Decade of change on Great White Way

Broadway en route to becoming $1 billion business

The 1980s brought the rise of the imported Brit mega-musical — think “Cats” and “The Phantom of the Opera.”

The 1990s ushered in a family-friendly vibe, both to the formerly sleazy, now refurbished Times Square and to the Main Stem lineup — think “Beauty and the Beast” and “The Lion King.”

So how will legiters remember Broadway in the ’00s?

As decades go, it’s been an eventful one, with “The Producers” becoming a super-smash in the early years, Broadway landlord leadership changing hands in the latter half, and in between, a return to popularity of American musicals after a fallow period. Here are the shifts and trends whose influence will be felt into the next decade.

The premium ticket and breaking a billion

The massive success of “The Producers” in 2001 eventually petered out six years later, but one of its innovations, the premium-priced ticket, looks to be permanent. While pundits gasped back then at the notion of boosting the top price by a couple hundred dollars to outwit scalpers, premium tix of $350 or more are now a major factor in the success of both perpetually sold-out longrunners such as “Wicked” and limited-engagement star attractions like “A Steady Rain.” The pricey ducats have introduced upward elasticity into a show’s maximum gross potential, while being regularly instrumental in setting house records at many theaters. The extra coin brought in during high-demand periods such as the holidays also can contribute to shows’ ever-lengthening lifespans, with boom weeks helping to sustain productions during slower frames. Premium tix also will be key in helping Broadway crack the elusive $1 billion season B.O. mark, which looks firmly within reach.

The redemption of the jukebox tuner

Maligning the “catalog musical” used to be a popular industry sport, with the assembly-line construct generating a string of short-lived clunkers such as “Lennon” or the Beach Boys-inspired “Good Vibrations.” Although the ongoing global success of “Mamma Mia!” — the collection of Abba hits linked by only a nudge-and-a-wink of a plot — provided the ample commercial temptation to keep at it, no one really expected that by mid-decade “Jersey Boys,” the 2005 biotuner about Frankie Valli and the Four Seasons, would redeem the genre with rave reviews, B.O. success and Tony wins. By 2009, “Fela!” proved that a career-jukebox score and arthouse ambition aren’t mutually exclusive.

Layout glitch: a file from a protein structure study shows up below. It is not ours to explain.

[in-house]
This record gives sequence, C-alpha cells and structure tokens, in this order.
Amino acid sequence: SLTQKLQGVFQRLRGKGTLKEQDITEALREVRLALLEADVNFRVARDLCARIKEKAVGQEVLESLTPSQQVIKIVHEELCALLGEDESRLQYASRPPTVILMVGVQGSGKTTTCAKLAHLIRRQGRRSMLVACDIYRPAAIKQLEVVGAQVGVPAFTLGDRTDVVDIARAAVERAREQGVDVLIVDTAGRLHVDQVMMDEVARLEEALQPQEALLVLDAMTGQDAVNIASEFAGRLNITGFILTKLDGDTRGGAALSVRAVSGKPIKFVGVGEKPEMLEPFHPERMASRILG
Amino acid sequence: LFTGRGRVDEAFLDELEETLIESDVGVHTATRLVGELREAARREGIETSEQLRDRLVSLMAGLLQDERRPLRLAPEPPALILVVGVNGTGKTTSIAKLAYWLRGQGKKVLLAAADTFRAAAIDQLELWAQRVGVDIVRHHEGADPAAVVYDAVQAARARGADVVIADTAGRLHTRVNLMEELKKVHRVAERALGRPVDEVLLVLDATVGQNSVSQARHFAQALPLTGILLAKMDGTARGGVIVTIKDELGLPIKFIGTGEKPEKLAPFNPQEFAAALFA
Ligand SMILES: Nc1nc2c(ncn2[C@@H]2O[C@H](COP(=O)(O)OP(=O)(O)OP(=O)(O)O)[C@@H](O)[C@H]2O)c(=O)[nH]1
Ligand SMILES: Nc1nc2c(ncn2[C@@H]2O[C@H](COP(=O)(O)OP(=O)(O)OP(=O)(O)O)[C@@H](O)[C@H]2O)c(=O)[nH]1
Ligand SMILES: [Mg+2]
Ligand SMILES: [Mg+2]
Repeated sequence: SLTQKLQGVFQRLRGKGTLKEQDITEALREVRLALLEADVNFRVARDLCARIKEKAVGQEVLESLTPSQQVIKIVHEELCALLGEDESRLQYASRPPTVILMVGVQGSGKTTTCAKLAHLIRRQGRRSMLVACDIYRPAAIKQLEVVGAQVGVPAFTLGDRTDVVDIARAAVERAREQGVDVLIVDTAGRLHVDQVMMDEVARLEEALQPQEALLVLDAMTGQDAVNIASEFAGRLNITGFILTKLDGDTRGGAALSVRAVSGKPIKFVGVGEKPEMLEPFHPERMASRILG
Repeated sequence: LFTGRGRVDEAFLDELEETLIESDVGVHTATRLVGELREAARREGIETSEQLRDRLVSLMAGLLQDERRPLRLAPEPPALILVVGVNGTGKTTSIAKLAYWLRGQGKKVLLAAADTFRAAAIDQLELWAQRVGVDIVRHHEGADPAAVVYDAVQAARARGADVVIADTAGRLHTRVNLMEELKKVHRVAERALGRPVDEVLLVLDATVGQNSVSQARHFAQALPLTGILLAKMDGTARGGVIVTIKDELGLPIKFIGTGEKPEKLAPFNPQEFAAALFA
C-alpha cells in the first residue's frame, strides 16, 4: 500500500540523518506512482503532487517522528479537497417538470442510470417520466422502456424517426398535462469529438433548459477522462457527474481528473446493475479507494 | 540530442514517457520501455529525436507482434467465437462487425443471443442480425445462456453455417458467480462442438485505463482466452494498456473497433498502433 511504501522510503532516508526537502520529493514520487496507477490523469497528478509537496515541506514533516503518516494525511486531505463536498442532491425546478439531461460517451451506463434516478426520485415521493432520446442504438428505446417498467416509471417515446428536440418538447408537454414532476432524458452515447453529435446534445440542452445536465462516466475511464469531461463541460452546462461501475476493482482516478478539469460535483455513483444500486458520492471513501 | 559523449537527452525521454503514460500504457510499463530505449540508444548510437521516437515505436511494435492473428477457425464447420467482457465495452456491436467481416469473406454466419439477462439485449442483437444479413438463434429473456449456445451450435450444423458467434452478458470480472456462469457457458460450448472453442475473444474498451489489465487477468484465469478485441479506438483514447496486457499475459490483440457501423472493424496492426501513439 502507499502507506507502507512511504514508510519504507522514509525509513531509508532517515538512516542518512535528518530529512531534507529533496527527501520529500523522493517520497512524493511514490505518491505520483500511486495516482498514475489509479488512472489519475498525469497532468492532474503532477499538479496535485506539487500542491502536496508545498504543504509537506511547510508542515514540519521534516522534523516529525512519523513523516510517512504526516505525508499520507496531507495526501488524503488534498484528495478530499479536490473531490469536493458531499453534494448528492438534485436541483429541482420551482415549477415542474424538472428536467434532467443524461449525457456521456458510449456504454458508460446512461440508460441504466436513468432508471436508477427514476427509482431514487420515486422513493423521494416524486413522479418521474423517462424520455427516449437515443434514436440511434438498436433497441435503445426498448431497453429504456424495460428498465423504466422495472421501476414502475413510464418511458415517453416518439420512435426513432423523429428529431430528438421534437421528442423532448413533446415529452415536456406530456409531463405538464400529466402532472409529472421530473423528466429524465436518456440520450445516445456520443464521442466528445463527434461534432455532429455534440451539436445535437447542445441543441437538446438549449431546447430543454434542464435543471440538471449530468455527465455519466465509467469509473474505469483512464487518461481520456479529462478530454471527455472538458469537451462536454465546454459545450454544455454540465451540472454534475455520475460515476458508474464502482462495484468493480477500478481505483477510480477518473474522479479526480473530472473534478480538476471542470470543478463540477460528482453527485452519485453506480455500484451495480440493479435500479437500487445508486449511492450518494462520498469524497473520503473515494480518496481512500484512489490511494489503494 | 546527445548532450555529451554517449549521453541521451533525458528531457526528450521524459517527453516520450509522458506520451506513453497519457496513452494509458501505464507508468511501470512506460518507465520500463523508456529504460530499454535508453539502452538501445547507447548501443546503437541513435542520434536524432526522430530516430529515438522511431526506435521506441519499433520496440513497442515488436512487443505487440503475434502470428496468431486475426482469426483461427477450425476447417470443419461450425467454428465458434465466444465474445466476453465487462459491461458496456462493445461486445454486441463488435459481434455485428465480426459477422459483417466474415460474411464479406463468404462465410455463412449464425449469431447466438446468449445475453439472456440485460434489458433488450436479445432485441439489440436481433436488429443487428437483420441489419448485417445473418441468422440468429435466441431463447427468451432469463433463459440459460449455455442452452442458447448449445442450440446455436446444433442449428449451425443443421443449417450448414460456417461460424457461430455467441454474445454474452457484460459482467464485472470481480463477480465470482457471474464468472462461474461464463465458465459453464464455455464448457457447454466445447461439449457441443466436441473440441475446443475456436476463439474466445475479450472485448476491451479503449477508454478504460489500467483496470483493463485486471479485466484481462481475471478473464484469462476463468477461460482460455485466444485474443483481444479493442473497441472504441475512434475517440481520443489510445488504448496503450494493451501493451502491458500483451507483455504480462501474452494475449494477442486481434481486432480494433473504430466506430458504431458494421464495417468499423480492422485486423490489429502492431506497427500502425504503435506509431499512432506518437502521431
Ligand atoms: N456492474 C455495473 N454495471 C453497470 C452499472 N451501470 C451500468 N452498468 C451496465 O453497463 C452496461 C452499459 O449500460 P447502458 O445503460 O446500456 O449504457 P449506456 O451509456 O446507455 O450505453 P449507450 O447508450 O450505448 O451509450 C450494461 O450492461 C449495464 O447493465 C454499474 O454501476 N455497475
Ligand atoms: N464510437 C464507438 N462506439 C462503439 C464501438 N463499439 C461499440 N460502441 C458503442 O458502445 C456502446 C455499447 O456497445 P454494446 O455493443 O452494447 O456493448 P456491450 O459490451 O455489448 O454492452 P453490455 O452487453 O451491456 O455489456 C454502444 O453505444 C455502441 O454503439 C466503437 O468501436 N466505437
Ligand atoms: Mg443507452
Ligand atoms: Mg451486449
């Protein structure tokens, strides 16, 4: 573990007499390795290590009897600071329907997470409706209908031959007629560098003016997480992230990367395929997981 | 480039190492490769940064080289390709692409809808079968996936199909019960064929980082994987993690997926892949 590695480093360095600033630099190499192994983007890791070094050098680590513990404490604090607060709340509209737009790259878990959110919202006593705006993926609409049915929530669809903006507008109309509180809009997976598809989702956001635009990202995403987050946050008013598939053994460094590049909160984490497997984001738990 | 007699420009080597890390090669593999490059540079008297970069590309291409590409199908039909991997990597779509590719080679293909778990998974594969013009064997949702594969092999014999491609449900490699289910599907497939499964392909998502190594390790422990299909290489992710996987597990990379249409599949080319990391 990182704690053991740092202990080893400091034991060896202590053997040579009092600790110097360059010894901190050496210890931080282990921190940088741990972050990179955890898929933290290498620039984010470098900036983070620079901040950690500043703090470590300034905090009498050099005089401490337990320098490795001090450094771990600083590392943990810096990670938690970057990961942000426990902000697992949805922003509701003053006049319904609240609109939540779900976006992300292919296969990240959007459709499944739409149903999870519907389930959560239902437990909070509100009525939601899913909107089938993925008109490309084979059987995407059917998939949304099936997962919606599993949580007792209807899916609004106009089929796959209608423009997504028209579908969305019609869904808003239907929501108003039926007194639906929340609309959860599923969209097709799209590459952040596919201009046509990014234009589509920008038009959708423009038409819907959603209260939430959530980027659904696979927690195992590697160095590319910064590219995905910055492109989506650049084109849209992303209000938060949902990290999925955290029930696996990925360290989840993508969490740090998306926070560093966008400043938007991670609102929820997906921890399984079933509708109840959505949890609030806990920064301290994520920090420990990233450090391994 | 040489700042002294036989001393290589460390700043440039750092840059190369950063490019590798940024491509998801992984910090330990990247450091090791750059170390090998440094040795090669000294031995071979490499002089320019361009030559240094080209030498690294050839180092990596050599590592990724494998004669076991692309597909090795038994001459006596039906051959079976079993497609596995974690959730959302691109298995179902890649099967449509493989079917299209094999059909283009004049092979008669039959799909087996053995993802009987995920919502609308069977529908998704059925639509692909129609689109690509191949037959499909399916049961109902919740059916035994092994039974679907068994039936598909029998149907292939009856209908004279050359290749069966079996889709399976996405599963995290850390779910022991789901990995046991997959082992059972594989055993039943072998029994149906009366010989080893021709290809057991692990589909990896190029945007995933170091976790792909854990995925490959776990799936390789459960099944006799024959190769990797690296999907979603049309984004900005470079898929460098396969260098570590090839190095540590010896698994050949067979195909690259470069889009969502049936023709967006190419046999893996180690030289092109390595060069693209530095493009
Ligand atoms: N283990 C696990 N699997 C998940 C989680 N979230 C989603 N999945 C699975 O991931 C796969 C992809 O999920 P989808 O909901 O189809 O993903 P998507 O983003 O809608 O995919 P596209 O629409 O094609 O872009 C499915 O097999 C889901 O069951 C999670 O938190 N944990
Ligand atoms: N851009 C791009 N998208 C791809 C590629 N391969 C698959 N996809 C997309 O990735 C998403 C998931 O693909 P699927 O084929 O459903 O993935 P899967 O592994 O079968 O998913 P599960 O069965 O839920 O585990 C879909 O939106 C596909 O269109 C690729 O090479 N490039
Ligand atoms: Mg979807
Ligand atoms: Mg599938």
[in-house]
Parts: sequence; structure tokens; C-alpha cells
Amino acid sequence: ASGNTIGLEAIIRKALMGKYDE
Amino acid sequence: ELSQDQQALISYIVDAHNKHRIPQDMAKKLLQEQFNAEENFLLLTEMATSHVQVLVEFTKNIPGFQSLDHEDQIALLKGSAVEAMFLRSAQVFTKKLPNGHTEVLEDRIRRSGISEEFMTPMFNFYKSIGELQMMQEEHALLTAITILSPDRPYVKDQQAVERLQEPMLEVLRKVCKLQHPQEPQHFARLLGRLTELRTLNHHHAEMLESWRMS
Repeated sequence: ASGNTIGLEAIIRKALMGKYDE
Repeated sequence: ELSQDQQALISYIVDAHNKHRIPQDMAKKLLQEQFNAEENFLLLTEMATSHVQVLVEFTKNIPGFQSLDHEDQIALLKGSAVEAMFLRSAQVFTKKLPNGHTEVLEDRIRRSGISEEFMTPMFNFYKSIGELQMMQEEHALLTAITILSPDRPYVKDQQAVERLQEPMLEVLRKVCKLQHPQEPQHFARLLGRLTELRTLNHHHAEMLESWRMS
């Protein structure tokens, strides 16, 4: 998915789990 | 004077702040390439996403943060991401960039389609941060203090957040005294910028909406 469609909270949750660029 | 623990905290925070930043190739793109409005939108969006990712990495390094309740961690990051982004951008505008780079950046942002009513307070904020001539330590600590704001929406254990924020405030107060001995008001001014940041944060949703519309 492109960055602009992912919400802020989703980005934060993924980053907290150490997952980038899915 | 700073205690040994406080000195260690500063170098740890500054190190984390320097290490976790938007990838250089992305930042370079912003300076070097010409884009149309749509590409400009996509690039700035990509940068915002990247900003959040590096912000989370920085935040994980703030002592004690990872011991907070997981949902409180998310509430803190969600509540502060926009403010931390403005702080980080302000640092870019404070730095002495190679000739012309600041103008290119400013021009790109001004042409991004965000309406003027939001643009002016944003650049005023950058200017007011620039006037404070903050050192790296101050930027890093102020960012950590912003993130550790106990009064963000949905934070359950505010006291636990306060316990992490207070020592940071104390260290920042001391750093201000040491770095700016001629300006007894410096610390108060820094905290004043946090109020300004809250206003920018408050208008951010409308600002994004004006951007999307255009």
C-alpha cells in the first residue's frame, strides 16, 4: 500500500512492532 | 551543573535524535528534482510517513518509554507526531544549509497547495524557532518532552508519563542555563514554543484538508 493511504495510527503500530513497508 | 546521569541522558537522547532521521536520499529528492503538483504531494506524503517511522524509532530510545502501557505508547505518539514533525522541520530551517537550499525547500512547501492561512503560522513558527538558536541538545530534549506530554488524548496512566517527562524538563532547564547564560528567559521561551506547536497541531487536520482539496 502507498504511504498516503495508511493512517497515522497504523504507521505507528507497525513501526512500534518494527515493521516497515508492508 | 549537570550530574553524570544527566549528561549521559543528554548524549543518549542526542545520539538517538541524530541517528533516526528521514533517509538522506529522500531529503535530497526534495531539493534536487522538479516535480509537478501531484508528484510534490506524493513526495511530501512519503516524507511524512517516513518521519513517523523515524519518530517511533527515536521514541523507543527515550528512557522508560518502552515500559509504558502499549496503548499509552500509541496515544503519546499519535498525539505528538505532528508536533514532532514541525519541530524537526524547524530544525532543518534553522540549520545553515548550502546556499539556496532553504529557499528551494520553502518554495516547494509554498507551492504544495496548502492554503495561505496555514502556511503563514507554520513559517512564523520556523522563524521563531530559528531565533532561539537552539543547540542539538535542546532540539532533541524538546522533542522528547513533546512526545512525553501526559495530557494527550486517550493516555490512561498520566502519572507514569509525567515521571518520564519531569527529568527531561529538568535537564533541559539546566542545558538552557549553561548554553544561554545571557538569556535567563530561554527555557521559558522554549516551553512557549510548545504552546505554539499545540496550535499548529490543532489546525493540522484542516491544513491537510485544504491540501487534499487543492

The movie and the musical, reconsidered

Conventional wisdom used to hold that the minute a stage producer let a musical be adapted into a movie was the minute the stage original died. After all, who wants to pay top Broadway dollar for a product they can see onscreen at a fraction of the cost? But the past 10 years have shown that, as musicals become enduring brands with international appeal, a movie version — even if it’s not very good — can reinvigorate the show that inspired it. The revival of “Chicago” got a needed boost from the Oscar-winning 2002 pic, while feature versions of “The Phantom of the Opera” (2004) and “Rent” (2005), both contributed to Broadway B.O. bumps even though the pics themselves underperformed. The fresh twist has been the recycling of properties from movies to stage adaptations and back to movie-musicals, beginning with “The Producers” and “Hairspray.” The resurgence of the movie-musical after two or three moribund decades was led by “Chicago,” its charge echoed in smallscreen successes such as “High School Musical” and “Glee” — all of which helps breed a new generation of Broadway musical audiences.

The strike strikes back

It used to be that the legit industry never really had to suffer through a strike. But that changed in 2003, when the musicians union picket lines shut down the Rialto for three days until the mayor stepped in to get the two sides back to the table. But it was the 2007 stagehands strike, which darkened most of Broadway for a whopping 19 days over the traditionally ultra-profitable Thanksgiving frame, that was the big one: The extended standoff proved producers, while sometimes struggling to put up a united front, weren’t afraid to push for changes to old, slowly evolving labor deals — and that unions were unafraid to band together and push back. The knowledge of how far both sides are willing to go still hangs over negotiations today.

Producers multiply like rabbits